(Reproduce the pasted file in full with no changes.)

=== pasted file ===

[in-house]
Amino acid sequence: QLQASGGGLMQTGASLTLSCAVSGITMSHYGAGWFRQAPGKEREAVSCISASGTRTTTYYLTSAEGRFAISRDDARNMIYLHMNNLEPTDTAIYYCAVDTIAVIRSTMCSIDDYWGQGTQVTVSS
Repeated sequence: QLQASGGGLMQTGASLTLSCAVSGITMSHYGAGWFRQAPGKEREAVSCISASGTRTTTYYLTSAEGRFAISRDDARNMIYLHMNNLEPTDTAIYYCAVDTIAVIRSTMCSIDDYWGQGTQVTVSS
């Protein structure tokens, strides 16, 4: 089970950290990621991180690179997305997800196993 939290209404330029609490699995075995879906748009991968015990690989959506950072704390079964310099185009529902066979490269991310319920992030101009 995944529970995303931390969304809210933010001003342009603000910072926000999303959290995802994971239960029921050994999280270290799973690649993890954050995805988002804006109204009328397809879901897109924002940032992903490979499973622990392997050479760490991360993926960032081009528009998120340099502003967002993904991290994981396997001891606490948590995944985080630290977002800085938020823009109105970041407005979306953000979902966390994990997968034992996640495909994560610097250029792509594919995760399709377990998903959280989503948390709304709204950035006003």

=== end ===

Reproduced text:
[in-house]
Amino acid sequence: QLQASGGGLMQTGASLTLSCAVSGITMSHYGAGWFRQAPGKEREAVSCISASGTRTTTYYLTSAEGRFAISRDDARNMIYLHMNNLEPTDTAIYYCAVDTIAVIRSTMCSIDDYWGQGTQVTVSS
Repeated sequence: QLQASGGGLMQTGASLTLSCAVSGITMSHYGAGWFRQAPGKEREAVSCISASGTRTTTYYLTSAEGRFAISRDDARNMIYLHMNNLEPTDTAIYYCAVDTIAVIRSTMCSIDDYWGQGTQVTVSS
């Protein structure tokens, strides 16, 4: 089970950290990621991180690179997305997800196993 939290209404330029609490699995075995879906748009991968015990690989959506950072704390079964310099185009529902066979490269991310319920992030101009 995944529970995303931390969304809210933010001003342009603000910072926000999303959290995802994971239960029921050994999280270290799973690649993890954050995805988002804006109204009328397809879901897109924002940032992903490979499973622990392997050479760490991360993926960032081009528009998120340099502003967002993904991290994981396997001891606490948590995944985080630290977002800085938020823009109105970041407005979306953000979902966390994990997968034992996640495909994560610097250029792509594919995760399709377990998903959280989503948390709304709204950035006003």